Posted:August 2, 2010

Citizen Dan
Discover and Play with this Demo of the Open Semantic Framework

Today, Structured Dynamics is pleased to make its Citizen Dan application available for public viewing, play and downloading for the first time.

Citizen Dan is a free, open source system available to any community and its citizens to measure and track indicators of local well being. It can be branded and themed for local needs. It is under active development by Structured Dynamics with support from a number of innovative cities.

Citizen Dan is an exemplar instance of Structured Dynamics’ open semantic framework (OSF), a generalized framework for deploying semantic platforms for any domain.  By changing its guiding ontologies and source content and data, what appears for Citizen Dan can be adopted for virtually any subject area.

As configured, the Citizen Dan OSF instance is a:

  • Appliance for slicing-and-dicing and analyzing data specific to local community indicators
  • Framework for dynamically navigating, interacting with, or browsing data and concepts
  • Means to visualize local data over time or by neighborhood
  • Meeting place for the public to upload and share local data and information
  • Web data portal that can be individually tailored by any local community
  • Potential node in a global network of communities across which to compare indicators of community well-being.

Citizen Dan’s information sources may include Census data, the Web, real-time feeds, government datasets, municipal government information systems, or crowdsourced data. Information can range from standard structured data to local narratives, including from minutes and reports, contributed stories, blogs or news outlets. The ‘raw’ input data can come in essentially any format, which is then converted to a standard form with consistent semantics.

Text and narratives and the concepts and entities they describe are integrally linked into the system via information extraction and tagging. All ingested information, whether structured or text sources, with their semantics, can be exported in multiple formats. A standard organizing schema, also open source and extensible or modifiable by all users, is provided via the optional MUNI ontology (with vocabulary details in development here), being developed expressly for Citizen Dan and its community indicator system purposes.

All of the community information contained within a Citizen Dan instance is available as linked data.

Overview of Features

Here are the main components or widgets to this Citizen Dan demo:

  • Concept Explorer — this Flex widget (also called the Relation Browser) is a dynamic navigator of the concept space (ontology) that is used to organize the content on the instance. Clicking on a bubble causes it to assume the central position in the diagram, with all of its connecting concepts shown. Clicking on a branch concept then causes that new node to assume the central position, enabling one to “swim through” the overall concept graph. For this instance of Citizen Dan, the MUNI ontology is used; a diagram shows the full graph of the MUNI structure. See further the concept explorer’s technical documentation
  • Story Viewer — any type of text content (such as stories, blog posts, news articles, local government reports, city council minutes, etc.) can be submitted to the system. This content is then tagged using the scones system (subject concepts or named entities), which then provides the basis for linking the content with concepts and other data. The story viewer is a Flex widget that highlights these tags in the content and allows searches for related content based on selected tags. See further the story viewer’s technical documentation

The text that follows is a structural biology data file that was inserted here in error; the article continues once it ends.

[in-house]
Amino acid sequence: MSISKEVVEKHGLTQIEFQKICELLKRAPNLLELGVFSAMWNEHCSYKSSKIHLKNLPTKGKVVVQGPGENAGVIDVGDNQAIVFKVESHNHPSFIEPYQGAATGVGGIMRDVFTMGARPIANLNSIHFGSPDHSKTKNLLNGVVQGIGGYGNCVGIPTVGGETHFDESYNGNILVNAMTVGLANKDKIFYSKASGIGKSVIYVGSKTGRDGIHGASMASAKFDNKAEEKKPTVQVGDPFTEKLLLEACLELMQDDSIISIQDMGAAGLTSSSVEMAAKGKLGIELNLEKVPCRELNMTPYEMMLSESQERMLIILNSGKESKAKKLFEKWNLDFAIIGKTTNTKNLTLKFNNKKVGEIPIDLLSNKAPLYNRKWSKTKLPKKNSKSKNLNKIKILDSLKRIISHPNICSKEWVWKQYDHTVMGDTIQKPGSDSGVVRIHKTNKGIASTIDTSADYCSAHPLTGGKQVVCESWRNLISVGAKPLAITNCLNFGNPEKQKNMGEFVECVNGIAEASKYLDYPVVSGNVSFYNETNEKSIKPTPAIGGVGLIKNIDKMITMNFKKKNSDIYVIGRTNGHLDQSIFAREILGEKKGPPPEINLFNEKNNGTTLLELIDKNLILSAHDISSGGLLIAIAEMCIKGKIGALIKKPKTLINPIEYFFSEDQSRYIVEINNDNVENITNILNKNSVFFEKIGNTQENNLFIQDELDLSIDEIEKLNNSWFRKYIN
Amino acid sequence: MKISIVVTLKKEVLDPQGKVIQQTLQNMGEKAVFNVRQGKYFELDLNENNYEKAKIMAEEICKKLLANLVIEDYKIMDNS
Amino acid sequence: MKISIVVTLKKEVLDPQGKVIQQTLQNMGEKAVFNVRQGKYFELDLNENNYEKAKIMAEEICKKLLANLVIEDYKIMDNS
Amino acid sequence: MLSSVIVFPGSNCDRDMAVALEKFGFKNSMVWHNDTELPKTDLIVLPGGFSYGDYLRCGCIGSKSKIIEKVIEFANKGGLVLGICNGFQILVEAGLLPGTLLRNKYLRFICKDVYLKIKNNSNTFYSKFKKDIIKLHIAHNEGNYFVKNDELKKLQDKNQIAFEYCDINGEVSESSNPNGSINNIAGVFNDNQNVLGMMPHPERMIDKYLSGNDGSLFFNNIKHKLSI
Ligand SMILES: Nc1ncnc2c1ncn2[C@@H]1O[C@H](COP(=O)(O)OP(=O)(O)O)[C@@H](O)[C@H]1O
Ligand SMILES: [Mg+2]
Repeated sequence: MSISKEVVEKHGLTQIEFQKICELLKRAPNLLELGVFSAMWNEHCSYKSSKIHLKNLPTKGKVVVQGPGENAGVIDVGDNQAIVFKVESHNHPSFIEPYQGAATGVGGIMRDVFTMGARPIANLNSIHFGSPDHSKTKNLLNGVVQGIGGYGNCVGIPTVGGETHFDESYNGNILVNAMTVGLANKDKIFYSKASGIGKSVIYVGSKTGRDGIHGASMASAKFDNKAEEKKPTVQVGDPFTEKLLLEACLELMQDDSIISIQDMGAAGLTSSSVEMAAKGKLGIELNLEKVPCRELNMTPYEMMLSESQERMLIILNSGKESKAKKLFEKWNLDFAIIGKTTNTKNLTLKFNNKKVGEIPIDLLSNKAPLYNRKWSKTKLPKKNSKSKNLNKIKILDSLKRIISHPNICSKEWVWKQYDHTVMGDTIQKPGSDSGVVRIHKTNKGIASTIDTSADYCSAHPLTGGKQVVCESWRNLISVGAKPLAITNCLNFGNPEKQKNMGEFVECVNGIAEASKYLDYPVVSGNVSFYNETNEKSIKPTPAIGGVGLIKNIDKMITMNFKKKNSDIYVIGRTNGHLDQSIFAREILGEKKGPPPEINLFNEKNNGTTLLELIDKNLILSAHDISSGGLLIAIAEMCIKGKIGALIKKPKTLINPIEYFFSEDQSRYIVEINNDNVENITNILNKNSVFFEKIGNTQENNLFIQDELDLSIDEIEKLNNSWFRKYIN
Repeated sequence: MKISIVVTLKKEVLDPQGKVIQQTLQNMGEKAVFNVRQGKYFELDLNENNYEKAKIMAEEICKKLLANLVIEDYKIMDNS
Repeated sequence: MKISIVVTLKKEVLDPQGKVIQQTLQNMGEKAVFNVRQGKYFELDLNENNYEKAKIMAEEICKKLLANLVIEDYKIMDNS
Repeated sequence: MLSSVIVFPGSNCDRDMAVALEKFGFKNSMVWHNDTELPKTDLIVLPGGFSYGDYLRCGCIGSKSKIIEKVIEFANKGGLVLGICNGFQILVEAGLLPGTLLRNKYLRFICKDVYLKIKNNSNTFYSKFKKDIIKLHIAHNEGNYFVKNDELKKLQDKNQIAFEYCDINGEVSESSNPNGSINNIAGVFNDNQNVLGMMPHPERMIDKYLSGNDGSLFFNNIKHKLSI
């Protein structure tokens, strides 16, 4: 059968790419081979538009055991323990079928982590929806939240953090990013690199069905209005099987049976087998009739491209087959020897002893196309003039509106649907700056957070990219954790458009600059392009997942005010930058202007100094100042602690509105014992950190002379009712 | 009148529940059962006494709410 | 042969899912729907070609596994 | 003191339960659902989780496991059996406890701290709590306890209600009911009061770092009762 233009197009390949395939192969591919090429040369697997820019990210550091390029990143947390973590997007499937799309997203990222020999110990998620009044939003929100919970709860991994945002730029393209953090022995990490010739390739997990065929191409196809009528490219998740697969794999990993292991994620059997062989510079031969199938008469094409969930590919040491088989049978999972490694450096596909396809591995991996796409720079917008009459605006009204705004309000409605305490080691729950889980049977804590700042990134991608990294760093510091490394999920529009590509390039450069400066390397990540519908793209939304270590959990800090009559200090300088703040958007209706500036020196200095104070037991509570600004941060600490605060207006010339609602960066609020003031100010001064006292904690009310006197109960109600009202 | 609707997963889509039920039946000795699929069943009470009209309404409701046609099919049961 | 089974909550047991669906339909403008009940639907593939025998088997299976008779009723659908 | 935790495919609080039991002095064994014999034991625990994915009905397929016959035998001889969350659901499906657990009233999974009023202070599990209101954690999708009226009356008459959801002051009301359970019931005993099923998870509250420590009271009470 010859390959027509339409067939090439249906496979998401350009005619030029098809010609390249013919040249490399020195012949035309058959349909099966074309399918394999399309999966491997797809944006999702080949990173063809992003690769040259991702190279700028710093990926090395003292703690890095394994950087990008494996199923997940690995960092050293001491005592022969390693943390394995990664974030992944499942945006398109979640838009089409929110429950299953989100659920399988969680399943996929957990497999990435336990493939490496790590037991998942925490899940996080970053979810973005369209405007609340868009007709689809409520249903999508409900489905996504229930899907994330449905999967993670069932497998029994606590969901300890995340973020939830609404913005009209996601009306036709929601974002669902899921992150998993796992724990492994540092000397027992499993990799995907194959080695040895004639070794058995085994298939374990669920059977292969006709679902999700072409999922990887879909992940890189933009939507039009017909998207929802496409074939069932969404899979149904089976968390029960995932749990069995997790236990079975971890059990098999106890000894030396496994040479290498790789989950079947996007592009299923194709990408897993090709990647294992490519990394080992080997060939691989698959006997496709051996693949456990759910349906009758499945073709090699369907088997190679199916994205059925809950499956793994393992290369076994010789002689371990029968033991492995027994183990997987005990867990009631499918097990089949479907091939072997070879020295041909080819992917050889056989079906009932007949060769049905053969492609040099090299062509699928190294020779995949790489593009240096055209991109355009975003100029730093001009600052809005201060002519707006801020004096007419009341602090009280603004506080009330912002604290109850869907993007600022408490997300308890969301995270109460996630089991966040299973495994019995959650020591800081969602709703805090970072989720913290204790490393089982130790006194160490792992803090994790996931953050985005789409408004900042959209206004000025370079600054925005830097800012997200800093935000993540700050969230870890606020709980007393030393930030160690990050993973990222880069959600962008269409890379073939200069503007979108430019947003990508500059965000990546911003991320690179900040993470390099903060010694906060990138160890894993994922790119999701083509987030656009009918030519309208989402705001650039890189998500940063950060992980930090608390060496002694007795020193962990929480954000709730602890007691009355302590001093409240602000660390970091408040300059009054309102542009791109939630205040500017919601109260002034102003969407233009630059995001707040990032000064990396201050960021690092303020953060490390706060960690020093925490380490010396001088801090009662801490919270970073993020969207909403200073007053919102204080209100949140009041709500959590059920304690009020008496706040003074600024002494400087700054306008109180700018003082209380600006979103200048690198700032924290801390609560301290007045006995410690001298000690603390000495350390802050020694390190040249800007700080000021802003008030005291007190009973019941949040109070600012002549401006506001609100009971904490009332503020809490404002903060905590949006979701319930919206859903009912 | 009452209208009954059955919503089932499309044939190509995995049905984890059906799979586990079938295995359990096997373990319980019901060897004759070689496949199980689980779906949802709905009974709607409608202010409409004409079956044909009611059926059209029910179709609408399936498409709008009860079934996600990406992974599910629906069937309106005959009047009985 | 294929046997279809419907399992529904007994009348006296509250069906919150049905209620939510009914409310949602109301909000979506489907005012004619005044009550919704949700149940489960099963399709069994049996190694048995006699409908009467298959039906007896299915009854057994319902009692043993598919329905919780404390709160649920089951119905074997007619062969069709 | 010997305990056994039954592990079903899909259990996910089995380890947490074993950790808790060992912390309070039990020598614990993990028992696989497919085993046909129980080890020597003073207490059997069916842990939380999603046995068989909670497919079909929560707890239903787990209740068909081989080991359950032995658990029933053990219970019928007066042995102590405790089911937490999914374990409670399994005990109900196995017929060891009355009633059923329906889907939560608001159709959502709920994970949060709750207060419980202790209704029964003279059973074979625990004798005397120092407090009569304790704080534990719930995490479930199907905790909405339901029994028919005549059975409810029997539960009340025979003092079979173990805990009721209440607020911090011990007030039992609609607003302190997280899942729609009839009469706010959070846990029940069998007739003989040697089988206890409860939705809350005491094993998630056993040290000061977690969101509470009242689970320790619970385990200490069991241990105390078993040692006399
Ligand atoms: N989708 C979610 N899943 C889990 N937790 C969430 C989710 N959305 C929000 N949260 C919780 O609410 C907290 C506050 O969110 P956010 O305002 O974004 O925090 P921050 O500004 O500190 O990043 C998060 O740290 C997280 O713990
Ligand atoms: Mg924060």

• Map Viewer — the map viewer is a Flex widget that presents layered views of different geographic areas. The title bar of the viewer allows different layers to be turned on and off. Clicking on various geographic areas can invoke specific data and dashboard views. See further the map viewer’s technical documentation
  • Charting Widgets — the system provides a variety of charting options for numeric data, including pie, line and bar charts. These can be called directly or sprinkled amongst other widgets based on a dashboard specification (see below)
  • Filter Component — the filter, or browse, component provides the ability to slice-and-dice the information space by a choice of dataset, type of data or data attribute. These slices then become filter selections which can be persisted across various visualizations or exports. See further the browse component’s technical documentation
  • Search Component — this component provides full-text, faceted search across all content in the system; it may be used in conjunction with the filtering above to restrict the search space to the current slice. See further the search tool’s technical documentation
  • Dashboard Viewer — a dashboard is a particular layout of one or more visualization widgets and a set (or not) of content filtering conditions to be displayed on a canvas. Dashboard views are created in the workbench (see next) and given a persistent name for invoking and use at any other location in the application
  • Workbench — this rather complex component is generally intended to be limited to site administrators. Via the workbench, records and datasets and attributes may be selected, and then particular views or widgets obtained. When no selections are made in the left-hand panel, all are selected by default. Then, in the records viewer (middle upper), either records or attributes are selected. For each attribute (column), a new display widget appears. All display widgets interact (a selection in one reflects in the others). The nature of the data type or attribute selected determines which available widgets are available to display it; sometimes there are multiples which can be selected via the lower left dropdown list in any given display panel. These various display widgets may then be selected for a nameable layout as a persistent dashboard view (functionality not shown in this public demo)